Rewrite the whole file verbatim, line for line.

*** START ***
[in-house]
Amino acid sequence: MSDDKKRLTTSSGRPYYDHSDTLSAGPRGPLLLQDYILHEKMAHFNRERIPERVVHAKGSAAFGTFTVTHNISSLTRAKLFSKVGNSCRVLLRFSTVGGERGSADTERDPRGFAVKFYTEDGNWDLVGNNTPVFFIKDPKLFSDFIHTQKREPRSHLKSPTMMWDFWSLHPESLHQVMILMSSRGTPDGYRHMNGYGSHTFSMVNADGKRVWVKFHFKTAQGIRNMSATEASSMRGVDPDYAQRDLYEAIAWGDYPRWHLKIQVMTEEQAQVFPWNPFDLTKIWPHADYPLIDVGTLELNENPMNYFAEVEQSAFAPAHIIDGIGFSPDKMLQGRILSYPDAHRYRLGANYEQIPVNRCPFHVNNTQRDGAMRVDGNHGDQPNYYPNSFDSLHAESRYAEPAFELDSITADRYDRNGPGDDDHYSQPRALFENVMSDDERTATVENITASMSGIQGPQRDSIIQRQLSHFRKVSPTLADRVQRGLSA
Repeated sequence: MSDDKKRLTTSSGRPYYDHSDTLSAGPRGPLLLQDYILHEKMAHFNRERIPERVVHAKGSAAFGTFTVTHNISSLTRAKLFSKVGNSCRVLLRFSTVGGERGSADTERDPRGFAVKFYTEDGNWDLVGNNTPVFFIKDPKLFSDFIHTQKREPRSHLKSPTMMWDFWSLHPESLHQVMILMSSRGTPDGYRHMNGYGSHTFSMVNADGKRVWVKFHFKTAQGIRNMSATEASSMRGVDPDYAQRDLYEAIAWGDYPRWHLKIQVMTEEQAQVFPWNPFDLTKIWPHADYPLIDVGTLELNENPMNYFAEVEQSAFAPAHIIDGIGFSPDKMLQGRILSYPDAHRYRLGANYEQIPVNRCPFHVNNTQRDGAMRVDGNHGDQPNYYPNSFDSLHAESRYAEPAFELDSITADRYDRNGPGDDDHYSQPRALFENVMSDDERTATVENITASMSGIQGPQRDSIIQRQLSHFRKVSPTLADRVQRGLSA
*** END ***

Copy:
[in-house]
Amino acid sequence: MSDDKKRLTTSSGRPYYDHSDTLSAGPRGPLLLQDYILHEKMAHFNRERIPERVVHAKGSAAFGTFTVTHNISSLTRAKLFSKVGNSCRVLLRFSTVGGERGSADTERDPRGFAVKFYTEDGNWDLVGNNTPVFFIKDPKLFSDFIHTQKREPRSHLKSPTMMWDFWSLHPESLHQVMILMSSRGTPDGYRHMNGYGSHTFSMVNADGKRVWVKFHFKTAQGIRNMSATEASSMRGVDPDYAQRDLYEAIAWGDYPRWHLKIQVMTEEQAQVFPWNPFDLTKIWPHADYPLIDVGTLELNENPMNYFAEVEQSAFAPAHIIDGIGFSPDKMLQGRILSYPDAHRYRLGANYEQIPVNRCPFHVNNTQRDGAMRVDGNHGDQPNYYPNSFDSLHAESRYAEPAFELDSITADRYDRNGPGDDDHYSQPRALFENVMSDDERTATVENITASMSGIQGPQRDSIIQRQLSHFRKVSPTLADRVQRGLSA
Repeated sequence: MSDDKKRLTTSSGRPYYDHSDTLSAGPRGPLLLQDYILHEKMAHFNRERIPERVVHAKGSAAFGTFTVTHNISSLTRAKLFSKVGNSCRVLLRFSTVGGERGSADTERDPRGFAVKFYTEDGNWDLVGNNTPVFFIKDPKLFSDFIHTQKREPRSHLKSPTMMWDFWSLHPESLHQVMILMSSRGTPDGYRHMNGYGSHTFSMVNADGKRVWVKFHFKTAQGIRNMSATEASSMRGVDPDYAQRDLYEAIAWGDYPRWHLKIQVMTEEQAQVFPWNPFDLTKIWPHADYPLIDVGTLELNENPMNYFAEVEQSAFAPAHIIDGIGFSPDKMLQGRILSYPDAHRYRLGANYEQIPVNRCPFHVNNTQRDGAMRVDGNHGDQPNYYPNSFDSLHAESRYAEPAFELDSITADRYDRNGPGDDDHYSQPRALFENVMSDDERTATVENITASMSGIQGPQRDSIIQRQLSHFRKVSPTLADRVQRGLSA